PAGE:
View gawthrrw's profile

gawthrrw

187 posts in 947 days


#13 posted 419 days ago

I’ve had this drill for over a year and a half and have never had an issue. I use it on all of my projects but not consistently all day everyday. The only issue I have ever had with it was that it doesnt give you a warning that its running out of juice. It just runs out. I need to get a backup battery for it.

-- Rob, Dallas TX

View Bill1225's profile

Bill1225

125 posts in 899 days


#14 posted 419 days ago

I use that series makita daily 2 drills and 2 impacts in my opinion they have the best balance of power, weight and battery life! Sure there are stronger but they are heavier , sure some have longer battery life but they are bulkier. Just my 2 cents they are the best compromise out there of the 3

View Grumpymike's profile

Grumpymike

957 posts in 815 days


#15 posted 419 days ago

I have owned the Makita 18v. drill/ impact combo for two plus years and have no complaints on this tool(s).
I replaced my Ryobi 18v. set with this tool and never looked back. I use it daily and the batteries have always been great at holding a charge and the recharge is a few short minutes away.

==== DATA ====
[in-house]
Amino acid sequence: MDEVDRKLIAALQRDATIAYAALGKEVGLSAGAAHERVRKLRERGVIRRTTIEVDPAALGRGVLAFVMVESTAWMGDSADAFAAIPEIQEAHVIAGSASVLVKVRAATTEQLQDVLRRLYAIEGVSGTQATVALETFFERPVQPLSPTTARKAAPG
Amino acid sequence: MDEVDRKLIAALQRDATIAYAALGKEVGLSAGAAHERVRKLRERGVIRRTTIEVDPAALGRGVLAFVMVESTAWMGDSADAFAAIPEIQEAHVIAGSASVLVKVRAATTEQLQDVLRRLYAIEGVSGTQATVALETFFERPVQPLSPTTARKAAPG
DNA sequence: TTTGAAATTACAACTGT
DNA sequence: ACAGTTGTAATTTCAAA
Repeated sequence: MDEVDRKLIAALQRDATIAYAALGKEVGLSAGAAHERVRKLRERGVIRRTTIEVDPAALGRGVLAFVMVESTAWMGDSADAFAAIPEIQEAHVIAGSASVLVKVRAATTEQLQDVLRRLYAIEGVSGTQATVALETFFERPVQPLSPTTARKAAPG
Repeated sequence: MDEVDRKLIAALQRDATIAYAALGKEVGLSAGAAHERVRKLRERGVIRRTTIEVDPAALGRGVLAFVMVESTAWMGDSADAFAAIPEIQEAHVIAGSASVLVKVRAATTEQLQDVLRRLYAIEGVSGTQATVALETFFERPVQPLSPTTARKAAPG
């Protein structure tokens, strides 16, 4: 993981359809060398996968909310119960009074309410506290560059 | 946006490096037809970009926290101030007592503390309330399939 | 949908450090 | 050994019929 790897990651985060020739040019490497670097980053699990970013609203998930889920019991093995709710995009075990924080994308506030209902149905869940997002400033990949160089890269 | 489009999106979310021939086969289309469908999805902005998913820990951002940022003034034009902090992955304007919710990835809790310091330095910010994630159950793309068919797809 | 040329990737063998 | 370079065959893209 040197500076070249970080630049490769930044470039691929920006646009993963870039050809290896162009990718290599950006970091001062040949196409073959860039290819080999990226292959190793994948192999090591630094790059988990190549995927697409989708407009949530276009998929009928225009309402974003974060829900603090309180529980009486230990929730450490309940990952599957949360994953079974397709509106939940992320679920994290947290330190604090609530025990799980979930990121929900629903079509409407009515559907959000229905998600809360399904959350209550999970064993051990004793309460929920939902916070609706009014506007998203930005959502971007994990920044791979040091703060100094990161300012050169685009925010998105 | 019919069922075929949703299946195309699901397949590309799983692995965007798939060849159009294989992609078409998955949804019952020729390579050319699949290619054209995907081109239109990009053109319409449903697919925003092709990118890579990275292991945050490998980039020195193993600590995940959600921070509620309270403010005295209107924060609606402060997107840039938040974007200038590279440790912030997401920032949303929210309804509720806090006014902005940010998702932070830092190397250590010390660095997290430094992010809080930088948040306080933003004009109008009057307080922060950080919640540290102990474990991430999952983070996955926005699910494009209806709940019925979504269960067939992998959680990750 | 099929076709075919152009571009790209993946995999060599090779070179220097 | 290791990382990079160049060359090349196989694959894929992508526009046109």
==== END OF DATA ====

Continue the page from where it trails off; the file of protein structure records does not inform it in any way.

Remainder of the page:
I have used the DeWalt and I do agree that it is a very good heavy duty industrial quality tool. As is the Milwaukee and othes
The Makita demonstrator at the woodworker show told me “to use the tools wisley and be sure to use the drill for drilling holes and to use the impact driver for driving the screws” ... seems simple enough, because the drill was not designed to drive screws and it will wreak havoc on them … and over work them, thus over heating the batteries.

We all need to remember that there are several grades of tools, both power and hand tools.
Home Owner Grade Tools: are designed to be used once in a while on the weekends. The motors will have bushings not bearings and a short anticipated life span. But they are cheap and usually an off brand. (read knock off).

Utility Grade: are designed to be used … lets say a “few hours” every day and are a huge step up from the lessor grades. These tools are made to a stricter tolerance and use highher quality of materials in the manufacture. These are the tools that are designed for most of us.

Industrial Grade: Here is the High quality, high priced tools designed to be used all day long and stressed to the max. under industrial loads like manufacturing, commercial building etc.

Tools just arn’t cheap and we all have to streeetch our cash as far as we can, and by being aware of how the tools are going to be used should play heavily into our purchasing decision.

-- Grumpy old guy, and lookin' good Doin' it.